More than half of Black Philanthropy Month has passed. It will culminate with Give 8/28 on August 28. Akilah Wallace — executive director of Faith in Texas, founding chair of HERitage Giving Fund and Young Black & Giving Back Institute 2019 Philanthropist of the Year — helped kick off the effort earlier this month. In the lead-up to Give 8/28, we asked her about the state of Black philanthropy in D-FW. Here’s what she shared.
You’ve said that women of color are not well-represented in D-FW’s philanthropy and nonprofit sectors. What needs to happen for that to change?
First, institutions need to invest in Black and brown women who are already running nonprofit programs by giving them equitable pay and benefits. Additionally, they need to invest in training and development to help those women hone their skills beyond programmatic services and/or to assess what transferable skills they already have that will put them on a trajectory for higher-paying job opportunities as directors, VPs and CEOs.
I started off as an executive assistant at Dallas Women’s Foundation (now Texas Women’s Foundation), and thanks to intentional support from President and CEO Roslyn Dawson Thompson, I earned my nonprofit management certificate from the Center for Nonprofit Management, participated in a nonprofit leadership development program through ConnectThree and ultimately became a stronger relationship manager. All of that prepared me to become a nonprofit executive director and philanthropy influencer. …
Research has shown that organizations led by people of color win less grant money and are trusted less to make decisions about how to spend those funds than groups with white leaders. What are the influences here? Is this just straight-up racism?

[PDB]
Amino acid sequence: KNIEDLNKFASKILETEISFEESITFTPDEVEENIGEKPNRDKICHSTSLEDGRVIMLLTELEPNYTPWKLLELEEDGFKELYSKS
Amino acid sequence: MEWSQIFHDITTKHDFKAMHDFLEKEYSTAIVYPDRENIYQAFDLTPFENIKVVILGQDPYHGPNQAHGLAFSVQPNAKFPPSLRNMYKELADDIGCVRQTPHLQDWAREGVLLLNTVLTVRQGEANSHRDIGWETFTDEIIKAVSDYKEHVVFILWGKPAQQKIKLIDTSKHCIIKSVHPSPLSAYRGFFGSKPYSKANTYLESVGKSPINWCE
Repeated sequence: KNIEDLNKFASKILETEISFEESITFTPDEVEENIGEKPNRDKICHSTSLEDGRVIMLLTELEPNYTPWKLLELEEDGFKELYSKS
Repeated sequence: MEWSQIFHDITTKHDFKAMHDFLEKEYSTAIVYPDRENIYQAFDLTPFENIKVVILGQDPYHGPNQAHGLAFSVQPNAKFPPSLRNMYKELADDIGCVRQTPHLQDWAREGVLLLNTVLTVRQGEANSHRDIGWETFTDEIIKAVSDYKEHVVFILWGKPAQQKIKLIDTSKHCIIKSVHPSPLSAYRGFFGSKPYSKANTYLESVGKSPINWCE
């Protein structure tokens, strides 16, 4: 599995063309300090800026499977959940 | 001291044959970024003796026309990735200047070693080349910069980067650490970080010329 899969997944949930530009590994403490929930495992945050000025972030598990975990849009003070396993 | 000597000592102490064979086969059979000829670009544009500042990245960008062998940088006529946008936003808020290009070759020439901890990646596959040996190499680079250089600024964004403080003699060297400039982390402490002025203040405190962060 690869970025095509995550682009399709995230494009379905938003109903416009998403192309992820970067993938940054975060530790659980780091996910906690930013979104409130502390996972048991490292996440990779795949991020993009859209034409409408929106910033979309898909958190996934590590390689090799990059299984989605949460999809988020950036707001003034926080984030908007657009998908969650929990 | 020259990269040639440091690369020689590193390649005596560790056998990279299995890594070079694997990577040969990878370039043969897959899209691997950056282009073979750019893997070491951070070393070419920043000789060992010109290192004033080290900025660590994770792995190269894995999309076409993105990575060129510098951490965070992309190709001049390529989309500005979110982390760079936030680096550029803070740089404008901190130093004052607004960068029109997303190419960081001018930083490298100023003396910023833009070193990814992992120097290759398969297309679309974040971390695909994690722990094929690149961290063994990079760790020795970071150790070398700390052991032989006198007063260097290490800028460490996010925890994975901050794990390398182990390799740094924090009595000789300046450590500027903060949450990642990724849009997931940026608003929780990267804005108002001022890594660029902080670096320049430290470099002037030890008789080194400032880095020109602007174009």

Yes, in summary, these disparities are due to racism. However, most white leaders will balk at such a claim because they don’t understand the systems of white supremacy from which they benefit.
A study from The Chronicle of Philanthropy touches on philanthropic redlining and circular logic. However, it was only after reviewing the White Culture Norms and Habits diagram provided by Dallas Truth, Racial Healing & Transformation that the countless conversations I had with people of color, especially Black women, in the sector about barriers to fundraising became inevitably clearer.
Let’s start with “outcomes before inclusion.” Many people-of-color-led organizations are initially self-funded, with little help from personal networks. However, they still manage to source needed supplies, gain volunteer support, and barter services to help whom they can in our most vulnerable communities. Grant applications require extensive impact numbers and scalability to award only small grants (up to $15,000) and no general operating support to meet these expectations. This reduces the chances of these nonprofits for inclusion in the pool of six- and seven-figure candidates. …
What’s the significance of August 28?
Thanks to Ebonie Cooper Johnson, who founded the Young, Black & Giving Back Institute, August 28 is an annual date when Black-led and Black-serving nonprofits across the nation have the opportunity to raise funds for their general operating and programs. It’s a day when they aren’t in competition with thousands of others like them on Giving Tuesday or North Texas Giving Day.
August 28 was chosen for the historical references. It’s the date Emmitt Till was murdered in 1955 by a white lynch mob when Dr. Martin Luther King Jr. gave his 1963 “I Have a Dream” speech in D.C. and other significant events in Black history. …
Excerpted from Dallas Morning News. Read the full interview here.